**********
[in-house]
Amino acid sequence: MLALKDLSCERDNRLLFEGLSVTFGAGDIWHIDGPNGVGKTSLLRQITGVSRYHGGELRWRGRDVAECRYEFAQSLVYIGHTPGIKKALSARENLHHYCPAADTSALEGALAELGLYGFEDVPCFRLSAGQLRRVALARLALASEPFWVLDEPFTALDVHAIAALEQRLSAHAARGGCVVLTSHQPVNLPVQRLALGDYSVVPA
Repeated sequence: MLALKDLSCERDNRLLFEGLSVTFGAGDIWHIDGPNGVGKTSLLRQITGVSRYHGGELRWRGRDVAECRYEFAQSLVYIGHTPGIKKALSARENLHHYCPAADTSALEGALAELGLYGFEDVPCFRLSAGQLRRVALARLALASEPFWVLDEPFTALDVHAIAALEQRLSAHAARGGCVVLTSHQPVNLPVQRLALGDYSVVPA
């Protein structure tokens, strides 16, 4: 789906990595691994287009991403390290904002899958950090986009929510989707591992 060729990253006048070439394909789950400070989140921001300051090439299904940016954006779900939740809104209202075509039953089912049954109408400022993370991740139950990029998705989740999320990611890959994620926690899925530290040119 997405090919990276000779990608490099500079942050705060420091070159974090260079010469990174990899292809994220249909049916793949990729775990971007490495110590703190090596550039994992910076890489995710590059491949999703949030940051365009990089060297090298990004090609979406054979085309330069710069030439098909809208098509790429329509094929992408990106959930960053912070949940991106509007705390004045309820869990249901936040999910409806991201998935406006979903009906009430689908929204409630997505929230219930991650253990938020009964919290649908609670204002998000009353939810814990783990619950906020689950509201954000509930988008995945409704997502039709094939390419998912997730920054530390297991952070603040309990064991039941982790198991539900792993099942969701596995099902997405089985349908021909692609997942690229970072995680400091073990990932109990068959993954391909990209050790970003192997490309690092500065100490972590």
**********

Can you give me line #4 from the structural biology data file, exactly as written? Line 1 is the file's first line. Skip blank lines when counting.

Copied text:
């Protein structure tokens, strides 16, 4: 789906990595691994287009991403390290904002899958950090986009929510989707591992 060729990253006048070439394909789950400070989140921001300051090439299904940016954006779900939740809104209202075509039953089912049954109408400022993370991740139950990029998705989740999320990611890959994620926690899925530290040119 997405090919990276000779990608490099500079942050705060420091070159974090260079010469990174990899292809994220249909049916793949990729775990971007490495110590703190090596550039994992910076890489995710590059491949999703949030940051365009990089060297090298990004090609979406054979085309330069710069030439098909809208098509790429329509094929992408990106959930960053912070949940991106509007705390004045309820869990249901936040999910409806991201998935406006979903009906009430689908929204409630997505929230219930991650253990938020009964919290649908609670204002998000009353939810814990783990619950906020689950509201954000509930988008995945409704997502039709094939390419998912997730920054530390297991952070603040309990064991039941982790198991539900792993099942969701596995099902997405089985349908021909692609997942690229970072995680400091073990990932109990068959993954391909990209050790970003192997490309690092500065100490972590």